Choosing the Right Installation Company: Part 2

In part one of this two-part series, we talked about how experience, security, and insurance are important things to consider which choosing a company to install your garage door, entry/storm door, awning, or screen. Choosing the right company is just as big of a decision as picking which type of door and color you want on the outside of your home. In part two we will be looking at workmanship, warranties, and code compliance.

Workmanship

Workmanship is a measure of the quality of a company’s work. It relates to experience in a way. This is where a visit to a past job is helpful. As mentioned in the last post, call references! Ask them about the quality of the work and what they thought of the installers. Ask specific questions about whether the installers arrived in a timely manner, if they were courteous and focused, and if they cleaned up after themselves.

Look at the company’s trucks. Do the name and phone number appear on the vehicle? Company vehicles are one of the first outward signs of how the company is run and how your job will be treated. The trucks don’t have to be brand new, just well maintained, clean, and neat. This is often a reflection of the kind of treatment you will receive when the installers arrive at your home.

Ask about the average length of time employees have been with the company. This speaks volumes about the way the employees are treated. They generally don’t stay with a company that doesn’t treat their customers well. It takes more than a year or two to become a competent technician and installer, therefore, it is a good idea to ask about the training programs utilized for new employees and how veterans are kept up to date on their skills and industry changes. Companies with long term employees have an environment to allow for skills to be passed down from generation to generation.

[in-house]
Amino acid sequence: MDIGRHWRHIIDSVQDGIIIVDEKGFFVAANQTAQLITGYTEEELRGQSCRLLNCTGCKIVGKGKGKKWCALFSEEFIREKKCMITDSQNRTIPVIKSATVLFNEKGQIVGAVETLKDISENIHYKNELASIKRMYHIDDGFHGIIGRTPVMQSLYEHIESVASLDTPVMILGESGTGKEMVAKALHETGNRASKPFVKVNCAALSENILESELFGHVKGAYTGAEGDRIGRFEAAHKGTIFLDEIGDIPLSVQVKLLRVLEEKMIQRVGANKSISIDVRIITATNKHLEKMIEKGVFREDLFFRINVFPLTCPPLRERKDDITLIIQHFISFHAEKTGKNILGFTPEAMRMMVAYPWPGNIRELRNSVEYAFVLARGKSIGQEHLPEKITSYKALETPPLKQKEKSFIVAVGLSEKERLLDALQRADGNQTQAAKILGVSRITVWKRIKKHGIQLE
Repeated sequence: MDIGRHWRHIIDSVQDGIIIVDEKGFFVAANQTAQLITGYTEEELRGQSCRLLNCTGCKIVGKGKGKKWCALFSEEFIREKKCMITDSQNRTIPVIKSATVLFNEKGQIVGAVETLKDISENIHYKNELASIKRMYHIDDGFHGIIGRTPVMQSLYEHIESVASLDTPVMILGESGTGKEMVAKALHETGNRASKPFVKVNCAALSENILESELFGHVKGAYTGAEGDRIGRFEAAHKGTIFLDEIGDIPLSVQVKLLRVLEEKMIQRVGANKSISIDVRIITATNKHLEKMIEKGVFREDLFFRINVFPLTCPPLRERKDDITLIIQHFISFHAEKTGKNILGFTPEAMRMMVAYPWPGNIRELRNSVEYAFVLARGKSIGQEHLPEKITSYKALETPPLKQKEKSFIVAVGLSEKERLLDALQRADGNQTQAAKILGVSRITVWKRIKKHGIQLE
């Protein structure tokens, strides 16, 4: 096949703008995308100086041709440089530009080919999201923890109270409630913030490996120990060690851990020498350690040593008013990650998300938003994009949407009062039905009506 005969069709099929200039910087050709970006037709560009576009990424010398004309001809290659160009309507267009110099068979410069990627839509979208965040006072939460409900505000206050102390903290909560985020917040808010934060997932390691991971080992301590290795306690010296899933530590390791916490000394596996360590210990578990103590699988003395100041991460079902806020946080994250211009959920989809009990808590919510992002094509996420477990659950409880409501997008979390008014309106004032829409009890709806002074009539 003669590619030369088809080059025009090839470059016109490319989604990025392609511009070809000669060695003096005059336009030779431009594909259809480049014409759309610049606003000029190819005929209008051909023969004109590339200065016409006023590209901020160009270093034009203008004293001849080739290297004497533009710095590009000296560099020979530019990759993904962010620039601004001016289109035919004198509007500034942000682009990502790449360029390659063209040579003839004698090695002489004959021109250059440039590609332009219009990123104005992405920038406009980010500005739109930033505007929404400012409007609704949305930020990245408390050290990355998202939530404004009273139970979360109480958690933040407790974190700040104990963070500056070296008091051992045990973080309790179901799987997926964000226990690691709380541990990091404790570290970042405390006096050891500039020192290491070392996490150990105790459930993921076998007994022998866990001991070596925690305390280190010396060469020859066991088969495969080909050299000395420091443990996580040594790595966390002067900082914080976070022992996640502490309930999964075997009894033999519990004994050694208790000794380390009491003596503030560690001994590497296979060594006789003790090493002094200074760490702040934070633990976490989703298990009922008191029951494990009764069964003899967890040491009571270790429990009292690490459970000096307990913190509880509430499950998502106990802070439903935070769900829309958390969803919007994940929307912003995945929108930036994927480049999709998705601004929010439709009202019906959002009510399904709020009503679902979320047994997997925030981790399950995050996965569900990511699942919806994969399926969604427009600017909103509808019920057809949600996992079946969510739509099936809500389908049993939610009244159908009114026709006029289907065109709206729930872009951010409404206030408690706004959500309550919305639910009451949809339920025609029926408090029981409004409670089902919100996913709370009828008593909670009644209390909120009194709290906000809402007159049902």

Warranties

The real test of how much faith a contractor has in his own ability is reflected in the warranty he offers. A reputable contractor will generally offer some form of a “Written Labor Warranty.” Not one that is handwritten in the comment section of the bid, but one that is printed on the contractor’s estimate or proposal form as well as their literature.

In addition, the paperwork should list the manufacturers of the products they install along with the manufacturer’s warranty. Reputable manufacturers will have a printed warranty to accompany the product. Demand a copy of it before you pay for the work and read it! Don’t wait until you have a problem before you read it. Lastly, make sure you understand what you get and what you don’t get. Your contractor should be able to explain it clearly and give references of customers who used their warranty and will share their experiences.

Code and Regulatory Compliance

Building codes and safety regulations have been legislated to protect the installers and the homeowners. Find out how knowledgeable your contractor is about local building codes, industry safety practices, and government regulations. The best way to do this is by asking people you know who know about these matters. You are not trying to be an expert, but just be aware of some of the major concepts. Finally, don’t be afraid to ask them about the content of their training programs, it should be documented.
Categories: Education, Content

Comments

No Comments Posted